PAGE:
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Thread: GOING AROUND AGAIN - Ladyfisher - July 26, 2010

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  1. #8
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    I have to agree with wgflyer on this one. In my entire life (which spans over a half a century), I have never had anything close to an 'upper-end' rod. I have only owned 6 fly rods in my entire life, and I still have 5 of them. I have owned 1 South Bend (which was stolen in the 70s), 1 Eagle Claw 5wt, 6-1/5' fiberglass rod, and 3 Scientific Anglers rods, a 4/5, a 6/7, and a 9/10 wt., and 1 bamboo rod with 2 tips that belonged to my grandfather. And I fish with them constantly. I don't see how anyone could get any more enjoyment out of their equipment than I do, and I count myself lucky that I have what I do.

    I guess it's sort of like the guy that felt bad because he didn't have any shoes......until he met a man that had no feet.

    I really can't see how there could be that much difference in $500.00 rod, and a $100.00 rod if they are made of the same material, and the same weight. There is only so many ways you can make a rod. I can't see $500.00 in any rod. I think it is like guitars. The main difference between a $200.00 Epiphone, and a $800.00 Epiphone is the finish. Martins are the same way. The only differences between a D-15 (around $699.00), and a D-45 ($2500.00 and up) is the amount of Mother-Of-Pearl, fancier tuners and hardware, and maybe a little better finish. Does a D-45 play, or sound any better than my D-15? NO WAY! my D-15 is the sweetest sounding and best playing guitar I have ever picked up. I wouldn't trade it for 3 D-45s. It's old, the finish is almost non-existent, but it sounds like angels, plays like hot butter, and it's mine. I am the same way about my rods.

    The saying" You get what you pay for." is only true to a certain point. There is a point of Diminishing Returns, on everything. I am also an an avid bicyclist. The saying holds true up until you hit the $800.00 mark on bicycles. After that, mostly what you are getting is maybe a little cooler paint job, a menacing name-dropping model name, such as the 'Greg Lemond Predator', or the 'Paris Rubaix'. Unless you plan to ride Time Trials (I don't. I am a Vehicular Cyclist), or a pro Racer, you don't need that much bike. Racing bikes have every little new high-tech contraption there is on them, and each one is hideously expensive, especially when you realize that their only function is to help you shave 1/100th of a second off of your time. For a Racer, who is trying to make a living, 1/100th of a second is the difference between maybe paying the rent, or living in the Team Trailer. For the rest of us, 1/100th of a second is negligible.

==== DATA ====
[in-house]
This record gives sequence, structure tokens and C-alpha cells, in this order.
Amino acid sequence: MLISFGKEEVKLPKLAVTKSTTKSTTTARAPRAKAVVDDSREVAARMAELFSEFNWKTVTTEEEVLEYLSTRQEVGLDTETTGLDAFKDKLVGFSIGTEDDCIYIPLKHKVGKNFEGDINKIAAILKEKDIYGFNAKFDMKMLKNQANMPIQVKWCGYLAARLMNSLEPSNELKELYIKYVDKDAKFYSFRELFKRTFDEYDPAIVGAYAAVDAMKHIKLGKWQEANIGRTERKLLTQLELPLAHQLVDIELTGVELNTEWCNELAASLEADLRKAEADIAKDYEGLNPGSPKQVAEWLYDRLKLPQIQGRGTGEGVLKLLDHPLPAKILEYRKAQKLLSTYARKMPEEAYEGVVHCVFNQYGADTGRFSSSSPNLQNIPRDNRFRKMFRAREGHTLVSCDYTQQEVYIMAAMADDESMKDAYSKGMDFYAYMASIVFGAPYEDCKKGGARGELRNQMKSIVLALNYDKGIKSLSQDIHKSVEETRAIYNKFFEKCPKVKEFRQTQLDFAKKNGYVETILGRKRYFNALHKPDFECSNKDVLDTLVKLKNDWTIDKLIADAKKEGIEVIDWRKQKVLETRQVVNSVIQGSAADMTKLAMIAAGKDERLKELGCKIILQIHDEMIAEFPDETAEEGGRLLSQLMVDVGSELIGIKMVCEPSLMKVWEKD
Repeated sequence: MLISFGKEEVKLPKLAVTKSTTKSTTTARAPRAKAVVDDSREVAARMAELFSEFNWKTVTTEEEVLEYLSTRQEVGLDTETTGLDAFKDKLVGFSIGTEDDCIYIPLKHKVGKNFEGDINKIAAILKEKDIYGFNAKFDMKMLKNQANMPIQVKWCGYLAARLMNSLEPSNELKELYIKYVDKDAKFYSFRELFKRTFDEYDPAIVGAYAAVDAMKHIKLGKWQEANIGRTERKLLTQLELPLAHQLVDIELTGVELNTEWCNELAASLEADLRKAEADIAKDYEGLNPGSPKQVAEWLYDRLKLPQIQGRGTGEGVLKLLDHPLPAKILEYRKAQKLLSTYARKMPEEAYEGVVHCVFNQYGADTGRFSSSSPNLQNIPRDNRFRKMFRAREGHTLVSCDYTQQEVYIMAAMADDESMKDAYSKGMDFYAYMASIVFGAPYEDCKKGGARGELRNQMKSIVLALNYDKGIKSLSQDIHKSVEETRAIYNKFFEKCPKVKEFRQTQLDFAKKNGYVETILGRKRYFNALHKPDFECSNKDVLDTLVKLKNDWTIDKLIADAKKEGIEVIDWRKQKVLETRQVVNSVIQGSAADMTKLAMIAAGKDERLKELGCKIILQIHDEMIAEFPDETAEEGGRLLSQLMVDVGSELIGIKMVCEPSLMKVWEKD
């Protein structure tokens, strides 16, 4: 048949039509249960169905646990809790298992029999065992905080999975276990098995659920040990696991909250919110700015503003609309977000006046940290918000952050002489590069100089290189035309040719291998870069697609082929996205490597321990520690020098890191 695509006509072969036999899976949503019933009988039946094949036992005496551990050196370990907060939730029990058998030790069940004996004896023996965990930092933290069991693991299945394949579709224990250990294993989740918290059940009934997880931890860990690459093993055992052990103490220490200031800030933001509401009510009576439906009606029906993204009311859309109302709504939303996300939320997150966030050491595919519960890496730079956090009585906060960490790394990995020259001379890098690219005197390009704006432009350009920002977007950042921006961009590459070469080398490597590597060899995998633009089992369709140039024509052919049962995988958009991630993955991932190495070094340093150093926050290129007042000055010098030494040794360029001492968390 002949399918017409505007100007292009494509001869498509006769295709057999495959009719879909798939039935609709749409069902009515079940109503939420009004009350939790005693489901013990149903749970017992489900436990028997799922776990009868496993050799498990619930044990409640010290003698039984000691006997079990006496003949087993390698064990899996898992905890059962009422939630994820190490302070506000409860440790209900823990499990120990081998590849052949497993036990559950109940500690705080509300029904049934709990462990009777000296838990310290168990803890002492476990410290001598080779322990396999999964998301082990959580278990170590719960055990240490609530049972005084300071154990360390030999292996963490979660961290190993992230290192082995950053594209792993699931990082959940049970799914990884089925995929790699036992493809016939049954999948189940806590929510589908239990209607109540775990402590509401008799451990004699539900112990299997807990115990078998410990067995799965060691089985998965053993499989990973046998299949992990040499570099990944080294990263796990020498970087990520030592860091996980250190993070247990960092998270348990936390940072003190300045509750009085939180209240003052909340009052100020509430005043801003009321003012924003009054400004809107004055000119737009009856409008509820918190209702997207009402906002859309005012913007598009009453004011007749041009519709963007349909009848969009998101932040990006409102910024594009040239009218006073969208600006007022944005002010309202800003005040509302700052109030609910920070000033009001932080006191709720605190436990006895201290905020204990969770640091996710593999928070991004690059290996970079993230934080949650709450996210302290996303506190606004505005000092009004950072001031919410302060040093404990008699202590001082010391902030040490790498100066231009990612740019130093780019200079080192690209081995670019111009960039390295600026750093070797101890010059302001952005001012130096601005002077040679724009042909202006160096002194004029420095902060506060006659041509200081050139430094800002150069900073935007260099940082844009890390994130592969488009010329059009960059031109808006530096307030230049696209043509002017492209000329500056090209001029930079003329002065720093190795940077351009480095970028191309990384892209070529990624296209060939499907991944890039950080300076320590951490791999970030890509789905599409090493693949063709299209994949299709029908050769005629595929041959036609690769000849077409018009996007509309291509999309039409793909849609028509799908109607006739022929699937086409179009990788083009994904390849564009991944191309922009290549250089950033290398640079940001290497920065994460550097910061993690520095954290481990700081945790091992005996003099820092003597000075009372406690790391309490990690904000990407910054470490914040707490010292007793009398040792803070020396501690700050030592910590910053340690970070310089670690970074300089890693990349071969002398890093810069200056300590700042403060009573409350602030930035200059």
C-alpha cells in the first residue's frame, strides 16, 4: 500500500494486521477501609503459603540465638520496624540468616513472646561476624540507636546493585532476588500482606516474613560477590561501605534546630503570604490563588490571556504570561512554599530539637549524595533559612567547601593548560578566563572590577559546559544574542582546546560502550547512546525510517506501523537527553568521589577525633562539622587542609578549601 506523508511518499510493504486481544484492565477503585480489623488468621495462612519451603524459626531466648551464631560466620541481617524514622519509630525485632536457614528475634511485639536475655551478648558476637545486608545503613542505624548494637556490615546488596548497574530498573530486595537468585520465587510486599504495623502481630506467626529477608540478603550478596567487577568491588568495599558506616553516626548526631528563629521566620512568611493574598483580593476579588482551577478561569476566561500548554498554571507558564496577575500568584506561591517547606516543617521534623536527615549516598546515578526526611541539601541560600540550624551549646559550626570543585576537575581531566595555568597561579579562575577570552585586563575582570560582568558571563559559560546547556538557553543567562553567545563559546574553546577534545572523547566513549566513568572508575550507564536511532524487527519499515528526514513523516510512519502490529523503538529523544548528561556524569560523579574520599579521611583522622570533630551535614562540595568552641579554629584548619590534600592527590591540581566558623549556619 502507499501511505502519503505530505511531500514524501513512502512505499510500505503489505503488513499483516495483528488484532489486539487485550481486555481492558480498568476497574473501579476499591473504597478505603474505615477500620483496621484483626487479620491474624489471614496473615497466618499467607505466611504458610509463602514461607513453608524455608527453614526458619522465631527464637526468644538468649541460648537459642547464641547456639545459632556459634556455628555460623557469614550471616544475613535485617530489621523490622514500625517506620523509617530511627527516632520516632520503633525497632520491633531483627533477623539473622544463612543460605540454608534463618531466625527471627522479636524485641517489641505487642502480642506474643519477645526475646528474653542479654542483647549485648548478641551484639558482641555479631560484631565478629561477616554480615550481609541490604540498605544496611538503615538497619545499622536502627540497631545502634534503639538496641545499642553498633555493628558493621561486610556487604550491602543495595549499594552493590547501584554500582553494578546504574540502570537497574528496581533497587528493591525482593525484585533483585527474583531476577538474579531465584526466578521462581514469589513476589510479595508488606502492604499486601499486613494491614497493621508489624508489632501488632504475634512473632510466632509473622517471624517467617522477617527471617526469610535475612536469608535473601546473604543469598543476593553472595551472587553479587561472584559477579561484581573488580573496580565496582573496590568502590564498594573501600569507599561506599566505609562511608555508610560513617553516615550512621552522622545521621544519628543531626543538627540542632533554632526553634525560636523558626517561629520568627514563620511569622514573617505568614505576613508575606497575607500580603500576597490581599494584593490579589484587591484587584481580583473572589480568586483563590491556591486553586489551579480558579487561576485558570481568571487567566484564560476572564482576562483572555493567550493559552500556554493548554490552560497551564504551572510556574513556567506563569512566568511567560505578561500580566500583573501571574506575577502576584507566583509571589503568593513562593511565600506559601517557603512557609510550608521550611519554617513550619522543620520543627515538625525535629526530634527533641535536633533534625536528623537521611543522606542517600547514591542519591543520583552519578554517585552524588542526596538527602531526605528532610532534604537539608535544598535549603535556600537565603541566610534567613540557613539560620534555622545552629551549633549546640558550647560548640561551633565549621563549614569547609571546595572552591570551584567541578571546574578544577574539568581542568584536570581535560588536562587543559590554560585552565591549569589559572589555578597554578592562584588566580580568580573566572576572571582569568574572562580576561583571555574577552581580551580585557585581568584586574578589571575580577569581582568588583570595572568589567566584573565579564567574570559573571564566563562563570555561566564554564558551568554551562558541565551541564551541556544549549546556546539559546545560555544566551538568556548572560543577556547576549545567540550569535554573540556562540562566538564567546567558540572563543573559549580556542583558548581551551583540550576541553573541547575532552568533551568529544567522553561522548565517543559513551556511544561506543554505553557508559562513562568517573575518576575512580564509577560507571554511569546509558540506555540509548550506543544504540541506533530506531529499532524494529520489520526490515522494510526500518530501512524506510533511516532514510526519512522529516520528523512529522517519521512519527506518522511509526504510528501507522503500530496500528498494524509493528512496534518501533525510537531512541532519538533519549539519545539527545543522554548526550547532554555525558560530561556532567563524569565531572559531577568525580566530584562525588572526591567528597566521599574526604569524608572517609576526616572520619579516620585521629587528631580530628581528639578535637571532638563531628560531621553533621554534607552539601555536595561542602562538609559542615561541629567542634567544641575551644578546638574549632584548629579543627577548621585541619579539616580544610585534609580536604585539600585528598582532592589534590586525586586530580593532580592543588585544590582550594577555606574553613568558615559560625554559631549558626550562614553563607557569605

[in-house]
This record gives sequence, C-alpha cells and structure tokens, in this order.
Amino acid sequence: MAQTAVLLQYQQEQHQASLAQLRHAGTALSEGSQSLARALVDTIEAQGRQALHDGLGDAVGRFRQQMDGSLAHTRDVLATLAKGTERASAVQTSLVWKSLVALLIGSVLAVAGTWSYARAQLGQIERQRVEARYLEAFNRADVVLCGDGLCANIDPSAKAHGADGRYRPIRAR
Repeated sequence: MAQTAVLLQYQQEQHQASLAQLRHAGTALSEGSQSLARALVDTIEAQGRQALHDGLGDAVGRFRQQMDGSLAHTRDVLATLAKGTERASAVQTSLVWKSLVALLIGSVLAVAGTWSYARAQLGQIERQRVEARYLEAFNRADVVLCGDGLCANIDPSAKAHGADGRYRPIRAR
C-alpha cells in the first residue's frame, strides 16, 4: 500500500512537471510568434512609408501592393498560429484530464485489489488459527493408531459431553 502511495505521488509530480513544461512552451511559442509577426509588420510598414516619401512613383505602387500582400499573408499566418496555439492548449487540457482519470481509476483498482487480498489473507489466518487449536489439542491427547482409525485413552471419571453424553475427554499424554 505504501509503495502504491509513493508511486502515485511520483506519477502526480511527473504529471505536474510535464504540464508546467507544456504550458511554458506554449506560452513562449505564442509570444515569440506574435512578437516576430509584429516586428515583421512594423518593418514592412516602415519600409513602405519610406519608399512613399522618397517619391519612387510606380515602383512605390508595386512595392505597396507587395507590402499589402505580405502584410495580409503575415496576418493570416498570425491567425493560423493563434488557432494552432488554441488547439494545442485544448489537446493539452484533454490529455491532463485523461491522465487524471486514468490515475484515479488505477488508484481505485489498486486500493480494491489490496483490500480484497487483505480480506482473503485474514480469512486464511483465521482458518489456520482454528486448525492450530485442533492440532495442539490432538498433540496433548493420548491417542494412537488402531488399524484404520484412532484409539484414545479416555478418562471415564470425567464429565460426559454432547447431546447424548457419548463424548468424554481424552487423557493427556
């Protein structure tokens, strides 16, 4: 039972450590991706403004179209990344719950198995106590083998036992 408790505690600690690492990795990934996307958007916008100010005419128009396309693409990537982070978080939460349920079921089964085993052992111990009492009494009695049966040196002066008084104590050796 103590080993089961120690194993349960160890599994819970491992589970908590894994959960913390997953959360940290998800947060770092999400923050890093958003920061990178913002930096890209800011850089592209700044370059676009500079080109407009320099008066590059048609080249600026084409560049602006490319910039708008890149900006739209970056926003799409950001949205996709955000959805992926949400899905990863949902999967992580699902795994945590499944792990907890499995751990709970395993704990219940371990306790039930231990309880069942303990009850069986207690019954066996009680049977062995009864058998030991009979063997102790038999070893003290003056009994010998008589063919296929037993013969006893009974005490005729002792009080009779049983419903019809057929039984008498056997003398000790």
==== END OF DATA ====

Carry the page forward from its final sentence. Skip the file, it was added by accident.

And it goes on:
The average mark-up on any manufactured item averages 2.52% by the time it gets to the consumer. This is assuming a normal marketing route from manufacturer, to wholesale distributor, to retail, to consumer. So, for a $1000.00 rod, the manufacturer is saying it cost them $520.00 to make each rod??? I think not! And we're not even talking about custom, all hand-made rods here. SO somewhere along the line, someone is cleaning up on profits.

    My only advice is to not buy expensive rods. Sooner or later, the message will get through, and the price will drop to one that the market will stand.

    In the mean time, what ever rods you have....go out and use them. There are few things more wholesome than spending time on the water, in quiet reflection.

    Quote Originally Posted by wgflyer View Post
    Have heart, Ladyfisher. There've just got to be a whole bunch of kids out there as gullible as I was to the lure of the sport. To me, fly fishing was a condensation of all the good things nature had to offer. Being streamside with a fly rod, cheap, unbalanced, unwieldy or otherwise, and being able to catch a trout, was everything in the world to me. I shunned expensive equipment because of two things: The lack of money (very important), and a propensity to be somewhat equipment unfriendly while pursuing the sport. There's nothing more depressing than spending a lot of money on a rod and then slamming a car door on it. There's no reason, too me, that fly rods have to be of outstanding quality in order to attract new entrants to fly fishing. So long as they are usable at all, a WalMart fly rod package, when coupled with a genuine love of the outdoors, should suffice. Its a mentality, the way I see it, and if the mentality isn't there, then there isn't much pleasure, anyway. Tight lines!
    Last edited by Gigmaster; 08-02-2010 at 01:07 PM.

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